• $\begingroup$ The top square looks to be one of the blues. I don't understand what you mean be omitting the first ten on the edges. Should the top square be ${5 \choose 2}={5\choose 3}=10?$ Why are the next two purple? I don't understand how you came up with your picture. Does the big white area in the middle claim that if I take a binomial coefficient in that region and replace the ones digit with $1,3,7,9$ I will not get a prime? It would be helpful to have only the top ten rows in a larger picture with the coefficients shown in colored squares. $\endgroup$ – Ross Millikan Aug 28 '18 at 19:08
  • $\begingroup$ @lulu That's definitely possible. There can be some mistake in the code, and the triangle I obtained is an artifact. However, there is still the weaker version of the conjecture. Your observation is anyway very interesting. Why this is false? Thanks! $\endgroup$ – user559615 Aug 28 '18 at 19:08
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    $\begingroup$ Another problem with your claim (and, I think, with any natural weakening of it) is that $\sum \frac 1p$ diverges...where the sum is taken over the primes...but $\sum \frac 1{10^n}$ converges as does any fixed multiple of it. $\endgroup$ – lulu Aug 28 '18 at 19:19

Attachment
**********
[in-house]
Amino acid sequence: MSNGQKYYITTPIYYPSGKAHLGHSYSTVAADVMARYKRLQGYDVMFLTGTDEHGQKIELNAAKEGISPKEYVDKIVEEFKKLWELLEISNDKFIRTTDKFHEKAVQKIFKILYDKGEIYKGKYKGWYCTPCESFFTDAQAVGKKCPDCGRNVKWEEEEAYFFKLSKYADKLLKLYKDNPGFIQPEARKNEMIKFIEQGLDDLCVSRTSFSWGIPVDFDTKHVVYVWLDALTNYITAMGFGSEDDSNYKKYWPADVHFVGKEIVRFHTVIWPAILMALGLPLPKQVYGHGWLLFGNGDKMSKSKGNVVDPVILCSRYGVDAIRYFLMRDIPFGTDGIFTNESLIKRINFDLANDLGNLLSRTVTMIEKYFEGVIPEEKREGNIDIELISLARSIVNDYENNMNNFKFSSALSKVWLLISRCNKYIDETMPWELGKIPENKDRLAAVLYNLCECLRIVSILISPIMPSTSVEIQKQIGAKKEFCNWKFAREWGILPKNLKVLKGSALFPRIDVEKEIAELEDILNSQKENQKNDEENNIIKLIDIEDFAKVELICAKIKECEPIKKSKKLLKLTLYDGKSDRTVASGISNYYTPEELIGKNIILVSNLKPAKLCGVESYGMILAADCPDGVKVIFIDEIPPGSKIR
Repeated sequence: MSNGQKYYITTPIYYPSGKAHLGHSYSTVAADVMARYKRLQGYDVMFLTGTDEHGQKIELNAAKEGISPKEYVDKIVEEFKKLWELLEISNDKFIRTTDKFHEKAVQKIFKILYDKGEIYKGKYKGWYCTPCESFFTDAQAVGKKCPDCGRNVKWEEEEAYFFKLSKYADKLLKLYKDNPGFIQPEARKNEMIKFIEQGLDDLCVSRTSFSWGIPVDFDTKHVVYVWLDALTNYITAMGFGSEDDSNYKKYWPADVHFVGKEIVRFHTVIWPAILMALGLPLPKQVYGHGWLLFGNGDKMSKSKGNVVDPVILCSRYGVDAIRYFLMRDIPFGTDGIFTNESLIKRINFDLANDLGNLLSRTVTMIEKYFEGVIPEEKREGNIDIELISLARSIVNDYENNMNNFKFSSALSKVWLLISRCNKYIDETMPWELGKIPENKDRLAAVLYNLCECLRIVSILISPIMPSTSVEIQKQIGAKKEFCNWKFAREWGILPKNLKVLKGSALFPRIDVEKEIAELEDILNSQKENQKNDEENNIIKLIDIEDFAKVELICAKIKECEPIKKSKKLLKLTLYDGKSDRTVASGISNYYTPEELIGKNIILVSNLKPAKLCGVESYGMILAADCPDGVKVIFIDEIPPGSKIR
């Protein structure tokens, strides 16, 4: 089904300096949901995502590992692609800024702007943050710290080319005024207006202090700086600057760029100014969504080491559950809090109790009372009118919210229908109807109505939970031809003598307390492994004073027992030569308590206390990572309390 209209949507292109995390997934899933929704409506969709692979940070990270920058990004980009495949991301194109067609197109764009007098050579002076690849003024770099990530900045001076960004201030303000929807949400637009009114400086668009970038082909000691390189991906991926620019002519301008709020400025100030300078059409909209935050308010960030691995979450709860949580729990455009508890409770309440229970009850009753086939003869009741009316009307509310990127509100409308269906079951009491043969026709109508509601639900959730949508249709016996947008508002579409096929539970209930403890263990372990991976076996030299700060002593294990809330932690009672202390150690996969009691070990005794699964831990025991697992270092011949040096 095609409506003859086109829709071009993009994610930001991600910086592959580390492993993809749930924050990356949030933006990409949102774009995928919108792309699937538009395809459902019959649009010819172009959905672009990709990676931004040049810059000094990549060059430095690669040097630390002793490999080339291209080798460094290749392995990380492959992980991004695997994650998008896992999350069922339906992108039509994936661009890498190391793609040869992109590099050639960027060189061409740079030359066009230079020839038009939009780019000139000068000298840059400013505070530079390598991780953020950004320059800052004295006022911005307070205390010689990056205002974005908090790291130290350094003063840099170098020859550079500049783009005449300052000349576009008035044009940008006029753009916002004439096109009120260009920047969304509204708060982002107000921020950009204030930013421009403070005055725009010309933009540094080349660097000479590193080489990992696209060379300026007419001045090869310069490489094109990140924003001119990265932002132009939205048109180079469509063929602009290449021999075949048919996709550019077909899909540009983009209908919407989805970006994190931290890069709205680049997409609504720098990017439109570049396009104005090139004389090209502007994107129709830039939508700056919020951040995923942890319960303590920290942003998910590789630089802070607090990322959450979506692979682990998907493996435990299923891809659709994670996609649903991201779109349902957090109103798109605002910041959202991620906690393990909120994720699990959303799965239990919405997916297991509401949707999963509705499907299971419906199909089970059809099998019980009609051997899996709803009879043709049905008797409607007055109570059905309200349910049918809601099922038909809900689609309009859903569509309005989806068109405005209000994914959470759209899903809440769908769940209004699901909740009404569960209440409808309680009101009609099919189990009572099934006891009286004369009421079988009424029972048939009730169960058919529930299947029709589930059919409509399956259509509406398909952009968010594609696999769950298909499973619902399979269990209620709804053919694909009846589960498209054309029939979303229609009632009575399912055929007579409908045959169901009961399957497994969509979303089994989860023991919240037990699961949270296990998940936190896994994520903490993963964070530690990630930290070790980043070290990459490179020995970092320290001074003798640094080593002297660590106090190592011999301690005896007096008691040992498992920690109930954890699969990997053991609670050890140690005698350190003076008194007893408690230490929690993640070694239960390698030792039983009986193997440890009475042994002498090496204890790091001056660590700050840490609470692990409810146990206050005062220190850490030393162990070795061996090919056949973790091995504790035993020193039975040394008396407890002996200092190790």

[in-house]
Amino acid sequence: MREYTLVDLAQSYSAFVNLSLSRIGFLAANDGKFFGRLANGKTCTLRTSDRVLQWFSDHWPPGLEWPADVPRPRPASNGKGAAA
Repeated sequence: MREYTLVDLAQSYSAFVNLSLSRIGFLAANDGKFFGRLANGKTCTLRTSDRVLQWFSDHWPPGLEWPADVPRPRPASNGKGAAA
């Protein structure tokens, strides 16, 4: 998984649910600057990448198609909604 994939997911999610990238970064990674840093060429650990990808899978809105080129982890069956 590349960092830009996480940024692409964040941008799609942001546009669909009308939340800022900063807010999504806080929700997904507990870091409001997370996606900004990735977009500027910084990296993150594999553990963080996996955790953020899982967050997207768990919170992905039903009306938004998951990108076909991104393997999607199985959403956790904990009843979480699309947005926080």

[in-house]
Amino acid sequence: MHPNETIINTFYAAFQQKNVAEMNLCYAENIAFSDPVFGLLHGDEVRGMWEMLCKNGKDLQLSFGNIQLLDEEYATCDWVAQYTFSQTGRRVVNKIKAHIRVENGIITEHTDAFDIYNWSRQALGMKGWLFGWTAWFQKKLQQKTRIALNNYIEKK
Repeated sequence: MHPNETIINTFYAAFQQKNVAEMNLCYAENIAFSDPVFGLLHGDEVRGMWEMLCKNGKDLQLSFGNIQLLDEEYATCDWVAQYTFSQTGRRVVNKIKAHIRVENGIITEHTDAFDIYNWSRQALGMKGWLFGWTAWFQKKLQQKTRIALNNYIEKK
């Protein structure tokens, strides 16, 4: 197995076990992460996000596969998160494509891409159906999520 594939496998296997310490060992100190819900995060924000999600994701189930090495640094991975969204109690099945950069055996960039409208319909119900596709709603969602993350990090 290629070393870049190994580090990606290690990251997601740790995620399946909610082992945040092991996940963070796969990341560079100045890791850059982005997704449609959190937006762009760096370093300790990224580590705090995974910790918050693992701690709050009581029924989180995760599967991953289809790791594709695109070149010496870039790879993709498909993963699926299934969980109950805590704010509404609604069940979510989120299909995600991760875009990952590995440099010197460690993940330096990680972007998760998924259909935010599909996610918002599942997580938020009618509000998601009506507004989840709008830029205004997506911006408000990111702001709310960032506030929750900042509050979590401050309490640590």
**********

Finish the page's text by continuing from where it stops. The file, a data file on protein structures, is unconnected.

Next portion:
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The large white area in the middle claims that if $N$ is any number in that area of the triangle then none of $10N+1, 10N+3, 10N+7, 10N+9$ are prime. The claim is false as ${37 \choose 13}=3562467300$ and $35624673001$ is prime.

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  • $\begingroup$ Yes. I understood the problem. Please, can you suggest me a way to efficiently code this structure? $\endgroup$ – user559615 Aug 28 '18 at 20:08
  • $\begingroup$ You just need to compute $n \choose k$, which you can just do by summing the two entries above, then check the four numbers for being prime. Clearly one of these steps is not working properly. I suspect it is your primality test. Maybe you are getting overflow of the integers you are using, because that region of the triangle has reasonably large numbers in it. $\endgroup$ – Ross Millikan Aug 28 '18 at 20:12
  • $\begingroup$ Yes, This is the problem. Also, do you know a good repository for primes? Thanks, Ross! I should delete this post, but I can't. $\endgroup$ – user559615 Aug 28 '18 at 20:15
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    $\begingroup$ There are a few prime repositories mentioned in this question. $\endgroup$ – Peter Phipps Aug 28 '18 at 20:27
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    $\begingroup$ You can't hope to look up numbers in a list to see if they are prime. There are just too many primes, even small ones like only $15$ digits as mentioned in the linked question, for anybody to have bothered listing them. For your purposes you only need to check some thousands or maybe millions of numbers, That can be quite quick. You need to use a package that works with arbitrarily large integers, but there are many of those. The Fermat pseudoprime test will be good enough for what you need. It is quick to code. $\endgroup$ – Ross Millikan Aug 28 '18 at 20:35